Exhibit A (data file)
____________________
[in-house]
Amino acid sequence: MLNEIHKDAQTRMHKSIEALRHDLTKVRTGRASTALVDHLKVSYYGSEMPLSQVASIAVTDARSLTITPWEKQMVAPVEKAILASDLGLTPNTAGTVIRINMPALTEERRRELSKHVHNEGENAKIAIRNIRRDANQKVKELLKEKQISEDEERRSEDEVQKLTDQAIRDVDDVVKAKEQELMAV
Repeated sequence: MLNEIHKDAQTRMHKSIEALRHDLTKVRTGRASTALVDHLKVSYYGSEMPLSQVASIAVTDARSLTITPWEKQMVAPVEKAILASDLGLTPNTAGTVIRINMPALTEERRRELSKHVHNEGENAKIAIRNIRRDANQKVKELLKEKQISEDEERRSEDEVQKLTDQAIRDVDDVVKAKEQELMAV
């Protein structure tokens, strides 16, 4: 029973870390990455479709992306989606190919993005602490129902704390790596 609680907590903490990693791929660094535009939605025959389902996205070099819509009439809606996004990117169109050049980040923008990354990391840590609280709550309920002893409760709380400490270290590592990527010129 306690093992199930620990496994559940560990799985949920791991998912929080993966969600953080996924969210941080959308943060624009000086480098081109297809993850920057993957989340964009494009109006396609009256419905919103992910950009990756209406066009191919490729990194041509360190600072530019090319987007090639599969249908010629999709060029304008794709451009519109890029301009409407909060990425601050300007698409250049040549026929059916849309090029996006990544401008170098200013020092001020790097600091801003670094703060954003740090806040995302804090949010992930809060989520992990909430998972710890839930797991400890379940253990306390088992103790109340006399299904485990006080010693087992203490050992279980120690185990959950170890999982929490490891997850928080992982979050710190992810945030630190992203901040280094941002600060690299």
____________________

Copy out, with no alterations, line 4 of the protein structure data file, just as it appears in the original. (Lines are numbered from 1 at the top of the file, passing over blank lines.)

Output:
């Protein structure tokens, strides 16, 4: 029973870390990455479709992306989606190919993005602490129902704390790596 609680907590903490990693791929660094535009939605025959389902996205070099819509009439809606996004990117169109050049980040923008990354990391840590609280709550309920002893409760709380400490270290590592990527010129 306690093992199930620990496994559940560990799985949920791991998912929080993966969600953080996924969210941080959308943060624009000086480098081109297809993850920057993957989340964009494009109006396609009256419905919103992910950009990756209406066009191919490729990194041509360190600072530019090319987007090639599969249908010629999709060029304008794709451009519109890029301009409407909060990425601050300007698409250049040549026929059916849309090029996006990544401008170098200013020092001020790097600091801003670094703060954003740090806040995302804090949010992930809060989520992990909430998972710890839930797991400890379940253990306390088992103790109340006399299904485990006080010693087992203490050992279980120690185990959950170890999982929490490891997850928080992982979050710190992810945030630190992203901040280094941002600060690299």